It pretty much captures why I like to work in HPC, namely that I can come into contact with so much technology, so many different scientific topics, and such many different people from all over the world.
The German team with the glorious name Gaussian Elimination Squad made the first rank in the Intel Parallel Universe Computing Challenge! Each round of the challenge consisted of two parts: the first was a trivia challenge with 20 questions about computing, computer history, programming languages, and the SC conference series; the second part was a coding challenge, which gave each team ten minutes to speed up a piece of code they had never seen before as much as possible. On top of it all, the audience could watch what the teams were doing on two giant screens. Georg Hager, our team caption, has a blog post with all the details.
The Gaussian Elimination Squad represented the German HPC community, with members from RWTH Aachen (Christian Terboven and Joachim Protze), Jülich Supercomputing Center (Damian Alvarez), ZIH Dresden (Michael Kluge and Guido Juckeland), TU Darmstadt (Christian Iwainsky), Leibniz Supercomputing Center (Michael Ott), and Erlangen Regional Computing Center (Gerhard Wellein and Georg Hager). As only four team members were allowed per match, I was lucky to play together with Gerhard and Georg in all rounds, but the others helped us by shouting advice and answers they thought were correct.
You should have heard by now that OpenMP 4.0 has finally been released, you can find the official statement on openmp.org: http://openmp.org/wp/2013/07/openmp-40/. It really is a major new release and therefore it will take a while until all implementations have incorporated all new features. Nevertheless, as some implementers already offer beta releases of their compiler products with some new OpenMP 4.0 features available, you might be interested in learning more about the new standard to get your hands dirty. In this blog post I collected links to the OpenMP 4.0 material I am currently aware of and give pointers to places and events at which you can learn more.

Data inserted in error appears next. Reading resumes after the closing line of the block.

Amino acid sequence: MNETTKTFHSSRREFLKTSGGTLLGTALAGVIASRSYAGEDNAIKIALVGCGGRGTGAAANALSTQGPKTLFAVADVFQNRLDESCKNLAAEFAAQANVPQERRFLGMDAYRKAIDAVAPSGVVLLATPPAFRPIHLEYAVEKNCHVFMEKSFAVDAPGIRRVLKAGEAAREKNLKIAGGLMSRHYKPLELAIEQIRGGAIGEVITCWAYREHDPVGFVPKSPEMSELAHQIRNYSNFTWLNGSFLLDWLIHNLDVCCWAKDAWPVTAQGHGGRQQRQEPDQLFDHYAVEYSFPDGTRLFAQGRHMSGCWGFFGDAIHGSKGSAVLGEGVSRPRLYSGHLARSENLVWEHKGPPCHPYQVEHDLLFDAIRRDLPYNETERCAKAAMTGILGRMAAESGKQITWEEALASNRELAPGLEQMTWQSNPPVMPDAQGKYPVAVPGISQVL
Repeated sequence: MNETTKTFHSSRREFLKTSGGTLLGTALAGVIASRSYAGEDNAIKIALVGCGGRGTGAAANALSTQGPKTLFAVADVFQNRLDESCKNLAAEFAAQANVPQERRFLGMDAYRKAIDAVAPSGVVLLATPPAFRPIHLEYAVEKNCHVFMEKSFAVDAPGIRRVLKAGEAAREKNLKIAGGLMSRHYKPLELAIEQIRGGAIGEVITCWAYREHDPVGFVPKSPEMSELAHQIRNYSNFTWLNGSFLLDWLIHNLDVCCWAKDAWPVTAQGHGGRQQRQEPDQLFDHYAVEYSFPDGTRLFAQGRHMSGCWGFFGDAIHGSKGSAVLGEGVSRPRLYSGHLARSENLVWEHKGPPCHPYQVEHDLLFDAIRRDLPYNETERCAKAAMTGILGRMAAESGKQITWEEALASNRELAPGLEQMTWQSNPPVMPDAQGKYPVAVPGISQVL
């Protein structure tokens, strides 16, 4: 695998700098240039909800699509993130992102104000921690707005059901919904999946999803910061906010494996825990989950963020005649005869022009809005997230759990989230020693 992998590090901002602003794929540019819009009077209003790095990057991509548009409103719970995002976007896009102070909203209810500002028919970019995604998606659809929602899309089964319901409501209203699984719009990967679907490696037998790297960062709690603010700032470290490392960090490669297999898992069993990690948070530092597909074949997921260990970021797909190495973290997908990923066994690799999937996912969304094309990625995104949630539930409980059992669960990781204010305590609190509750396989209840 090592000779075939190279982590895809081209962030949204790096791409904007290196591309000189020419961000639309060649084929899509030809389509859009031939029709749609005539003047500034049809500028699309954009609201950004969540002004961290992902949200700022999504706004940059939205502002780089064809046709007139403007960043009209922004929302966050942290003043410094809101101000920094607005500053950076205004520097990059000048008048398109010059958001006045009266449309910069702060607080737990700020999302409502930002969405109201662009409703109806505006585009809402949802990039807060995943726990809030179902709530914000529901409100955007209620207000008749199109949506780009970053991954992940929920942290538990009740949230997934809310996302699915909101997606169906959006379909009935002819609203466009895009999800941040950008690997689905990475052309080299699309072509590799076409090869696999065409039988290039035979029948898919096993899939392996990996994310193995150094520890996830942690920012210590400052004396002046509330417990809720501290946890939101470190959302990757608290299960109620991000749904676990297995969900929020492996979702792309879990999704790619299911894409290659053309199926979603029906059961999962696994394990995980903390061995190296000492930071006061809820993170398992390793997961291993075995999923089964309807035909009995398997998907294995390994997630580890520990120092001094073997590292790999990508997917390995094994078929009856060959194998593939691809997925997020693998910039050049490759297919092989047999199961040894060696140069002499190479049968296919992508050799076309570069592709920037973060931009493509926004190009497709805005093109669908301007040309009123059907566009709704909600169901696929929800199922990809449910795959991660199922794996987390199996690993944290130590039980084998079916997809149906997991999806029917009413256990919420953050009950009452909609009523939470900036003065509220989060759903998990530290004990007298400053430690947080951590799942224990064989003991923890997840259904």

End of July / early August we hold our “Parallel Programming Summer Course” at Aachen, during which OpenMP occupied two days of the agenda. The course material contains three slide decks on OpenMP which give a thorough introduction (I hope) into OpenMP Programming and touch the following new OpenMP 4.0 feature: device construct, task dependencies, thread affinity, array sections and user-defined reductions. I gave very similar talks at the Hartree Centre Summer School 2013.
Rolf Rabenseifner from HLRS also holds many very good courses on parallel programming. He is currently extending his material to cover selected OpenMP 4.0 topics, probably for the next course instance already.
If you attended ISC’13 in Leipzig, you had the chance to hear Bronis de Supinsky, Michael Klemm and myself in the half-day Advanced OpenMP Tutorial. Our slides are part of the tutorial proceedings.
At SC13 in Denver the same group plus Ruud van der Pas will talk about Advanced OpenMP: Performance and 4.0 Features, see http://sc13.supercomputing.org/content/tutorials. This will be the first time we will focus in great detail on new features of OpenMP 4.0 and how to exploit those for programmability and performance. And finally at Euro-Par 2013 together with Tim Mattson I will be giving a half-day tutorial on Advanced OpenMP again, this time even more focussing on lower-level system details like the memory model and cache coherency mechanisms.
Last week’s OpenMP Language Committee face-to-face (F2F) meeting was meant to resolve the final outstanding issues to get the OpenMP 4.0 specification ready. With this week’s concall I assume we achieved just that and now it is our editor’s turn to apply all remaining tickets to the spec document. After that, the OpenMP ARB will perform the official vote on July 11th (if my calendar is correct), which in case of a positive vote will then also be the release date of the OpenMP 4.0 spec. This voting is generally considered just a formality, as the OpenMP member companies and institutions sending staff to the Language Committee also constitute the OpenMP ARB. OpenMP 4.0 will not break existing codes.
If you are interested in learning about the new features, you may want to stop by at the JARA-HPC booth #755 at ISC in Leipzig next week. We have (preliminary) OpenMP 4.0 syntax reference cards as handouts for you. If you want to meet me in person, you are welcome to visit the booth during my booth duties on Monday (11:30h to 13:00h), Tuesday (11:30 to 13:00h) or Wednesday (13:00h to 14:30h).
The International Supercomputing Conference (ISC) will take place in Leipzig, Germany, next week from June 16th to June 20th, 2013. This year the program contains tutorials again and the team of Bronis de Supinski (LLNL), Michael Klemm (Intel) and myself will offer the Advanced OpenMP Programming tutorial on June 16th, 9:00 AM to 1:00 PM. If you are interested in learning about performance-focused OpenMP programming and the new features in OpenMP 4.0, this might be the right one for you, although we obviously cannot cover everything in detail in just the 4 hours we got. We asked for a full day, but got only a half one.
While we quickly review the basics of OpenMP programming, we assume attendees understand basic parallelization concepts and will easily grasp those basics. We focus on performance aspects, such as data and thread locality on NUMA architectures, false sharing, and exploitation of SIMD vector units. We discuss language features in-depth, with emphasis on features recently added to OpenMP such as tasking. We close with an overview of the new OpenMP 4.0 directives for attached compute accelerators. This is our detailed agenda: